Alaffia's new packaging shows how companies can communicate their brand's mission and products' benefits—all in the store's HABA department (no QR codes required).
Beyond delivering a quality product, what sets apart many companies in the natural products industry is their connection to a cause—the overarching one being to bring healthier, safer products to consumers, but also the meaningful stories and missions specific to their brands. The challenge is finding a way to exchange this information in stores. A product’s packaging, as Alaffia proves, can be the ideal vehicle.
At its core, this conversation is about traceability and transparency—and, as I’ve discovered, is closely tied to the power of labels and certifications. They jump out at us on packaging, but how much do they really say about a brand’s mission?
The USDA Organic label, for example, is a quick hit, but does the O word truly reflect a brand’s mission? Fair trade certainly can connect with consumers on an emotional level, but again is this label alone enough to set a brand apart?
There are a couple of issues with relying on a certification to tell a story. One is that consumers are overwhelmed by and even skeptical of the abundance of labels and claims. Plus, as certifications appear on more and more large brands, to some people they become less meaningful.
In the future, a brand’s story—and how it communicates it beyond a certification—may be even more powerful than a certification. Technology can help to communicate this. But Alaffia shows that it's not always necessary.
Alaffia’s new packaging—which replaced glass with fully recyclable plastic—got my attention not because it proudly boasts the Fair For Life certification but because it provides insights into what fair trade really means, while communicating the benefits of the products. Kudos to the company for proving the power and potential of packaging—no QR codes required.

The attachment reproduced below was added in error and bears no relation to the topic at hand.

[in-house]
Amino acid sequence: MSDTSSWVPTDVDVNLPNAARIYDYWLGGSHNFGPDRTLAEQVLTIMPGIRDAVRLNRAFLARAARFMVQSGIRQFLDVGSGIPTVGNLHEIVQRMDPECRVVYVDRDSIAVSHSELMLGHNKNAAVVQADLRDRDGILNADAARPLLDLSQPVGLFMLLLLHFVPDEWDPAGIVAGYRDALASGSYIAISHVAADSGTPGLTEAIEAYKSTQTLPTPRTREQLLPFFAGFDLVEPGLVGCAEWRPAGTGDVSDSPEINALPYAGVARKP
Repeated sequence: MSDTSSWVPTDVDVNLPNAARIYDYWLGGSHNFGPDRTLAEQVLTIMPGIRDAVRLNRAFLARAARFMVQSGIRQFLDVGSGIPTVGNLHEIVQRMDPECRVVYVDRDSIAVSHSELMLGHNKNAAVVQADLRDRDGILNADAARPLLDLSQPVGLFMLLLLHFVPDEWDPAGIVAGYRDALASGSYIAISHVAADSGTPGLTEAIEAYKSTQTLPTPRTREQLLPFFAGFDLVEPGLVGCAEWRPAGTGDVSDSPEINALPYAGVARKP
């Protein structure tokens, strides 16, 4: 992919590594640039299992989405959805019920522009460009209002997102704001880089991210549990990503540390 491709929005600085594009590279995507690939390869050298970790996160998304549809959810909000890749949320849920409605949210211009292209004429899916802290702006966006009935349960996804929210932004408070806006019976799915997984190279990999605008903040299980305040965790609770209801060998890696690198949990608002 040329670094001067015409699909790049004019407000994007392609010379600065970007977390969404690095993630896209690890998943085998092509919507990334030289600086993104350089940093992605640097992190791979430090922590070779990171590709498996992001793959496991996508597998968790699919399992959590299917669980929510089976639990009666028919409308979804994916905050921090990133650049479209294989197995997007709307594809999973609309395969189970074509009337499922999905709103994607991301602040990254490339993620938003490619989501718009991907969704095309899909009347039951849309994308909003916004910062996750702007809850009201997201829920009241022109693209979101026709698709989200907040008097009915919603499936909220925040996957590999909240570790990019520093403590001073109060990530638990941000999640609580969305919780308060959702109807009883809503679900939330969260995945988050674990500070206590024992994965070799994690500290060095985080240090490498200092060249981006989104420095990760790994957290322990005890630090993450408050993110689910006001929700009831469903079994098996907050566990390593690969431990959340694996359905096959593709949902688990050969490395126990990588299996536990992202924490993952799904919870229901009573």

It used the transition to a new material (a response to consumer concern about lack of usability) to also change the colors, images and language on the packaging and accomplish two important goals:
1. The packaging tells the brand’s story.
Alaffia has done a great job of building its identity on its work in rural Africa. But its new packaging makes this mission pop without being overwhelming. Muted colors and more white space make the key stats and points of entry accessible. And Alaffia’s signature bright orange is now just an accent rather than a main component of the packaging.
Plus, the company doesn’t use the front of the box to communicate its mission; rather, it thoughtfully incorporates these elements on each of the other three sides (in addition to listing every ingredient, even those that make up its fragrance—go Alaffia!).
2. The packaging presents Alaffia as a more sophisticated beauty brand.
Along with its packaging, Alaffia launched four new facial skin care SKUs, including a facial scrub, toner and renewal facial cream that feature ingredients like shea, neem and baobab. The front of the box and the bottle itself focus on these new products' benefits, which appeals to women who want effective beauty products that meet their specific needs.
The company does an excellent job of highlighting the main skin care features women look for: targeted benefit, key ingredients and the type of skin for which that particular product is best.
This packaging got my attention. What gets yours? Leave a comment.